He says he thinks you are dying a little every day... is he right? Do you feel trapped? Resentful?
I'm not trying to put you on the spot, and I'm definitely not judging you. Everyone has their breaking point. But you need to honestly evaluate your feelings and expectations.
On the other hand, maybe you are OK with the situation, but he feels guilty and is projecting these feelings onto you.
Either way, is there someone you can talk to about this? A counselor or minister? Would your husband be willing to participate too?
I don't have a spouse with AS, but I do have a spouse who is disabled. He has heart and lung conditions and is not able to exert himself physically. He gets winded if he has to walk more than 20-30 feet, and has to use an electric wheelchair a lot. He also has severe osteoarthritis, which means he's in pain most of the time.
It makes me sad that there are some things that we can never do together. It makes me mad that nothing can be done to improve his situation. Knowing that he will never get better, and will probably get worse, is hard. I've had to come to terms with my feelings and learn to let some things go. I've had to allow myself to grieve the life we will never have, the things we will never do.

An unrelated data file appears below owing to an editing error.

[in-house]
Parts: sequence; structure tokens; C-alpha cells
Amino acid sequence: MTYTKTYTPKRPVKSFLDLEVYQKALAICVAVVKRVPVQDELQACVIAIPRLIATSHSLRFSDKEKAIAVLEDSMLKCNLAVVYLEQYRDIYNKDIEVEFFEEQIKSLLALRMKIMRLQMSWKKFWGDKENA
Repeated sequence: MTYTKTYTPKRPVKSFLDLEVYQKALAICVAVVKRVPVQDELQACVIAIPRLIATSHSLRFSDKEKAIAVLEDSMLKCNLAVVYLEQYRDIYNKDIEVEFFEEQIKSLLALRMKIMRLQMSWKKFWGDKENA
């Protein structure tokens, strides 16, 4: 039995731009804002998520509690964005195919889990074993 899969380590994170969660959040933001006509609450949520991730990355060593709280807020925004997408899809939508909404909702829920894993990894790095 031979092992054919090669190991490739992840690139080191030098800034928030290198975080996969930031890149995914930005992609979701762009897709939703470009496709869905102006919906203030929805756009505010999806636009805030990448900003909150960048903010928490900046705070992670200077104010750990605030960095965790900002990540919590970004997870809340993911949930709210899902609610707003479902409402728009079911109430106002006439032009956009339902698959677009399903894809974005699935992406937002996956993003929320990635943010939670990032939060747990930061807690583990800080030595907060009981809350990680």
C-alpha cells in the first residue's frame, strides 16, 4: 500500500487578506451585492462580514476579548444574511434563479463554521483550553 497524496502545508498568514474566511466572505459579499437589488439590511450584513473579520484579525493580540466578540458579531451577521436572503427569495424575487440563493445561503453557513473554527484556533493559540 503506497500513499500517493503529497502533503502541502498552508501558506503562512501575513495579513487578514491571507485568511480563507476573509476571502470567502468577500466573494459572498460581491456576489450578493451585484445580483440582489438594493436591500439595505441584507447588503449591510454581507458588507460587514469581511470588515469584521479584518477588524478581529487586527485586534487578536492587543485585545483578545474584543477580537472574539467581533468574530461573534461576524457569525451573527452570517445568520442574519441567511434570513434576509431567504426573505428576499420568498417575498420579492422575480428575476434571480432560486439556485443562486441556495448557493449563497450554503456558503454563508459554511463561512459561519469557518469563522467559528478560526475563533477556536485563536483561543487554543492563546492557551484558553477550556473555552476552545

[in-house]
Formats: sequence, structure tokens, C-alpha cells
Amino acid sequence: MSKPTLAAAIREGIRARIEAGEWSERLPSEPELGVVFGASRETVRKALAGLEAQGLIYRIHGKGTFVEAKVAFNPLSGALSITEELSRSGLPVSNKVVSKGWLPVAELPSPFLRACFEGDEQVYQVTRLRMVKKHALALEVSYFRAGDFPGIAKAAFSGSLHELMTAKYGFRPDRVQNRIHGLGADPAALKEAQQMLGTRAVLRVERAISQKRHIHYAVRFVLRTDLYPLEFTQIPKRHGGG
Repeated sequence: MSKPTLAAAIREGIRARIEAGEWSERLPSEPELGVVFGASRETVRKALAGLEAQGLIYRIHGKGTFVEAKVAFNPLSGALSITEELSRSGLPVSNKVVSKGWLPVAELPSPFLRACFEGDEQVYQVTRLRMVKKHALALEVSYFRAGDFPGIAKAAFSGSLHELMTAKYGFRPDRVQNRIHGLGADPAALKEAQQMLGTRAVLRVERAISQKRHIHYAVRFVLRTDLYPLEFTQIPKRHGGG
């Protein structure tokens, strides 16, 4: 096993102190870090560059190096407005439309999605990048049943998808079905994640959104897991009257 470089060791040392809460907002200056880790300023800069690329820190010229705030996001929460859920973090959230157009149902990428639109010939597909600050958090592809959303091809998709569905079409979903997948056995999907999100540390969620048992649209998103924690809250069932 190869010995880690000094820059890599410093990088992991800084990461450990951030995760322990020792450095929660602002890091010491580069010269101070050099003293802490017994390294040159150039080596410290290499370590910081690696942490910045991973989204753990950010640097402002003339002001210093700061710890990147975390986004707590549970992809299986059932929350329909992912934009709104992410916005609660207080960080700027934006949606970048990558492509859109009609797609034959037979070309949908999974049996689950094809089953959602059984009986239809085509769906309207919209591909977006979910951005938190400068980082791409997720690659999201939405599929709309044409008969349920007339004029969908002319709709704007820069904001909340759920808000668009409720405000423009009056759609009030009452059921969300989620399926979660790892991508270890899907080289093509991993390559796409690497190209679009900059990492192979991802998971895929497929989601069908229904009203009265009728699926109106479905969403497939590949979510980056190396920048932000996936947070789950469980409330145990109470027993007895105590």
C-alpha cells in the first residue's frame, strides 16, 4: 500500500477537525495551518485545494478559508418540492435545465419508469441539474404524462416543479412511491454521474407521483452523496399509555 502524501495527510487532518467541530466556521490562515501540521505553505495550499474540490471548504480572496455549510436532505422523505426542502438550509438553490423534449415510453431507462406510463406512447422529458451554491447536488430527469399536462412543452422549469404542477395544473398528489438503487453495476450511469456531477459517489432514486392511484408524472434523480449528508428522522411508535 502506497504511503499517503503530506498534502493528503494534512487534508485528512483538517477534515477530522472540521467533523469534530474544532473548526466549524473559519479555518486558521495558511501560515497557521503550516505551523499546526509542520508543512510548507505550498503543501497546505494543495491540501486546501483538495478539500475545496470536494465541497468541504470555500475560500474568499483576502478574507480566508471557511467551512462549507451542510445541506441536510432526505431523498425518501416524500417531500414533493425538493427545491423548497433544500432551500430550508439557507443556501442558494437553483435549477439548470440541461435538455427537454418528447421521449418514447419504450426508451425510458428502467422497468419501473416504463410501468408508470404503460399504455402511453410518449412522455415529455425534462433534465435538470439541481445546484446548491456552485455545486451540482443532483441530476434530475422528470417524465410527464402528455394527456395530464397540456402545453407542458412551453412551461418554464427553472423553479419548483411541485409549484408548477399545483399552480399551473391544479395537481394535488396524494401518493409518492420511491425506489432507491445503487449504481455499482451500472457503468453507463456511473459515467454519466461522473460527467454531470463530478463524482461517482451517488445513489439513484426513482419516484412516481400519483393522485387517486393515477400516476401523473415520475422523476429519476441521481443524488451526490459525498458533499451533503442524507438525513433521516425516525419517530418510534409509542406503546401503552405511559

Don't discount the grieving process. It's an important part of dealing with a chronic condition. Each of you needs to acknowledge your grief and work through it.
In the end, I'm happy with our life. There are some things I do without him, and he's OK with that. There are some things I don't want to do without him, so we don't get to do them. It's not fair, but it is what it is.
Ginny - 56 year old female
Dx with USpA in March 2013; changed to AS in July 2015
Iritis and Scleritis
unicompartmental knee replacement June 2014
MTX, Humira, Cyclobenzaprine, plus Indomethacin ER as needed
Supplements: Folic Acid, Vitamin D, Calcium, Fish Oil, Melatonin, Culturelle probiotic